The Spanish government declared that the sovereignty of Spain was jeopardized by U.S. policy and prepared a special budget for war expenses.

This eventually led to declaration of war by Spain.

UPDATE 2

The book I was referring to was "Wojna amerykańsko-hiszpańska na morzu 1898" by Paweł Olender.

Some citations (translated by myself):

[page 10]

Z biegiem czasu w obozie hiszpańskim zaczęły ujawniać się tendencje pojednawcze. W paździeniku 1897 r. został odwołany z Kuby gen. Weyler, zwolennik bezpardonowej walki z powstańcami, a w niecały miesiąc później rząd hiszpański nadał Kubie autonomię.

Over the time, the Spanish camp was beginning to show trends conciliation. On October 1897, General Weyler, a relentless supporter of the fight against insurgents, was dismissed from Cuba and in less than a month later, the Spanish government gave autonomy to Cuba.

In the Cuba herself there were also anti-American riots:

[page 11]

(...) w większych miastach Kuby, szczególnie tam, gdzie spory procent stanowili Hiszpanie, dochodziło raz po raz do wystąpień antyamerykańskich. Między innymi, 15 stycznia oraz w przeciągu kilkunastu następnych dni, doszło do gwałtownych demonstracji zorganizowanych przez nacjonalistów hiszpańskich w Hawanie.

(...) in the larger cities of Cuba, especially where large percent of people were Hispanic, there were occurring from time to time anti-American demonstrations. Among other things, on January 15th, and within the next few days, there were violent demonstrations organized by Spanish nationalists in Havana.

[page 29]

Dowództwo nad ostatnim zespołem [floty] powierzono (...) kontradm. Cerverze. Był to bez wątpienia oficer zdolny, energiczny, odważny i zdyscyplinowany, (...) jednak wybranie go na to stanowisko było o tyle błędne, że nie wierzył on zbytnio w możliwość zwycięstwa nad Stanami Zjednoczonymi. (...) Na usprawiedliwienie tego faktu można jedynie dodać, że podobnie myślała wówczas większość oficerów liniowych marynarki hiszpańskiej i władzom trudno było znaleźć kogoś odpowiedniejszego na to stanowisko.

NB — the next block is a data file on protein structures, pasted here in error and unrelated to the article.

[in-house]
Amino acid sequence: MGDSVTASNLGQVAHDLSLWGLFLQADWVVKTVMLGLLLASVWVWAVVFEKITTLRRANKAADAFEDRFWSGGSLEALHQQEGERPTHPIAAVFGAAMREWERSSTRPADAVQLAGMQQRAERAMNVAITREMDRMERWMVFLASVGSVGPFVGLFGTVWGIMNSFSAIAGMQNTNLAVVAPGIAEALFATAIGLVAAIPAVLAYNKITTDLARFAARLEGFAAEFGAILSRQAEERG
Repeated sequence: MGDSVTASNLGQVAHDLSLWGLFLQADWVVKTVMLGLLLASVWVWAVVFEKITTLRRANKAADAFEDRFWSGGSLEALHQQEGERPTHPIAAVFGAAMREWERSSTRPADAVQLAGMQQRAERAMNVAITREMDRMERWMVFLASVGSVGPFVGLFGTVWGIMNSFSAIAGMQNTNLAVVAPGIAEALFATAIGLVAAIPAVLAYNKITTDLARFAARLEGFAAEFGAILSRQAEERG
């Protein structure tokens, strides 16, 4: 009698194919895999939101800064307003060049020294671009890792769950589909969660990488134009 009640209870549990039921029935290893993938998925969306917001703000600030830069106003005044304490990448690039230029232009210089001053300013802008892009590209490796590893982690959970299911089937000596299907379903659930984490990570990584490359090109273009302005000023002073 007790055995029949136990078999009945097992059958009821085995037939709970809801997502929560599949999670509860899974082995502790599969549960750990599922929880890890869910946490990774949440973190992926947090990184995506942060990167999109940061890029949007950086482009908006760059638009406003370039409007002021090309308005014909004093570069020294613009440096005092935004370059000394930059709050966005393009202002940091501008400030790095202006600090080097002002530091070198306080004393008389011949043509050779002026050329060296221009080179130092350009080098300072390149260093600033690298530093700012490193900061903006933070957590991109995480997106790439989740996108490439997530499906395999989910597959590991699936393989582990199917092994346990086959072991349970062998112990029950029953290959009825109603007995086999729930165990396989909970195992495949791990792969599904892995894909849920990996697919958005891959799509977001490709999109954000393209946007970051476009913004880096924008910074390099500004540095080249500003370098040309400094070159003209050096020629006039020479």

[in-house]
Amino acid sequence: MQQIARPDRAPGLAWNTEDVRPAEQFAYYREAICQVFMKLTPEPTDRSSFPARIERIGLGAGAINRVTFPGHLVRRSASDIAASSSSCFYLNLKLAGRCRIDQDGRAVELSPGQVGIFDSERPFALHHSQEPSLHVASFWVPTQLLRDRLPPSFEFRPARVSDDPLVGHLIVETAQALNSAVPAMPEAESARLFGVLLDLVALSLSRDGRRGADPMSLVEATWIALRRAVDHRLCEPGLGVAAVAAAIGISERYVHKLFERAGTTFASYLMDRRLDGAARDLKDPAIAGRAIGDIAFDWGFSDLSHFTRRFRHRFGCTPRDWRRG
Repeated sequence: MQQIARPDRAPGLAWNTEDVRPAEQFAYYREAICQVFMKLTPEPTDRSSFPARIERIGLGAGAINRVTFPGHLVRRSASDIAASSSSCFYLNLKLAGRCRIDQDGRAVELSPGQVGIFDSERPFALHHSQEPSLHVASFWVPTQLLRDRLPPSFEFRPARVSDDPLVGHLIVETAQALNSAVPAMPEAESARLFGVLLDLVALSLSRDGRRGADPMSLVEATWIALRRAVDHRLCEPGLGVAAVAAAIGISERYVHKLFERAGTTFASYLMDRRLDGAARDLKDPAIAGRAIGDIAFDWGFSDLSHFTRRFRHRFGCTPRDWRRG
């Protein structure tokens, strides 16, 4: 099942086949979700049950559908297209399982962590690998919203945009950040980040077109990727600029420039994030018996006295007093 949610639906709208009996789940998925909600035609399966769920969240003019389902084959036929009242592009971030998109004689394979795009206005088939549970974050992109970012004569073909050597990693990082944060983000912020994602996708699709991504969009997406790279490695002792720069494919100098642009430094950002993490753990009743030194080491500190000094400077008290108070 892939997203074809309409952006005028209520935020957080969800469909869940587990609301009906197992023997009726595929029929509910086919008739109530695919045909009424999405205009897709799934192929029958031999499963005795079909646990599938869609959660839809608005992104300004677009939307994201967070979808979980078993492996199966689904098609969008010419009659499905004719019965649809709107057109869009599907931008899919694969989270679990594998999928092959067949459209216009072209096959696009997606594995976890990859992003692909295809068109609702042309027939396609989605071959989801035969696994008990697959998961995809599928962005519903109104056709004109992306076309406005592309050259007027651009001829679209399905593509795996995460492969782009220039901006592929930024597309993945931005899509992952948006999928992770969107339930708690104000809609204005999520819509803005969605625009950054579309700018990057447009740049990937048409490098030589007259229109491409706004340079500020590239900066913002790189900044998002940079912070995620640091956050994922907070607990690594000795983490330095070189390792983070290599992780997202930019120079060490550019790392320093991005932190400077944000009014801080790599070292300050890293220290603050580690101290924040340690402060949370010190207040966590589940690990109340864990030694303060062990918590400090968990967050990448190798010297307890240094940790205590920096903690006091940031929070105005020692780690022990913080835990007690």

The command of the last unit [of the fleet] was given to (...)Rear-admiral Cervera. It was undoubtedly a capable officer, energetic, courageous and disciplined, (...), but nominating him was wrong as he did not believe too much in the possibility of victory over the United States. (...) As the justification for this one can only add that, just thought the majority of line officers of the Spanish Navy and it was difficult for authorities to find someone more suitable for the position.

(later a memo of Cervera taken from S.G. Nunez The Spanish-American War. Blocades and Coast Defence, Washington 1899, pp. 33-34)

The book says nothing about common people in Spain. It seems, that as military officers were against the war, they were forced to act by politicians.

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Overall, good answer and +1. I have a quibble though: wikipedia says: "With two obsolete Spanish squadrons sunk in Santiago de Cuba and Manila Bay and a third, more modern fleet recalled home to protect the Spanish coasts, Madrid sued for peace." So it seems that Spain did not lose the core of her navy after all. – Felix Goldberg Jun 25 '13 at 9:15
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Another thing: You seem to assume that the Spanish people supported the war, which stands to reason. But it'd be nice to see some sources or references for that. – Felix Goldberg Jun 25 '13 at 9:15
    
By core of fleet I meant expeditionary force. And, I really have no prove for the support (I'm wondering why OP accepted the answer as I'm awaiting for an extended one), but this is an assumption made on basis of 19th cent. people thinking. There were no protests like "Hands of Viet Nam" etc. As Cuba "was considered" to be a Spanish province, it was obvious to defend it. But I read more deeply in the subject and the war was declared by Spain, so I will edit my answer. – Voitcus Jun 25 '13 at 9:25
    
@FelixGoldberg I updated the answer – Voitcus Jun 25 '13 at 9:46

I am not really an expert on history but I can give you a insider view (I am Spanish) from what we study at school and from what my grandfather told me and the general feelings of the population at that moment..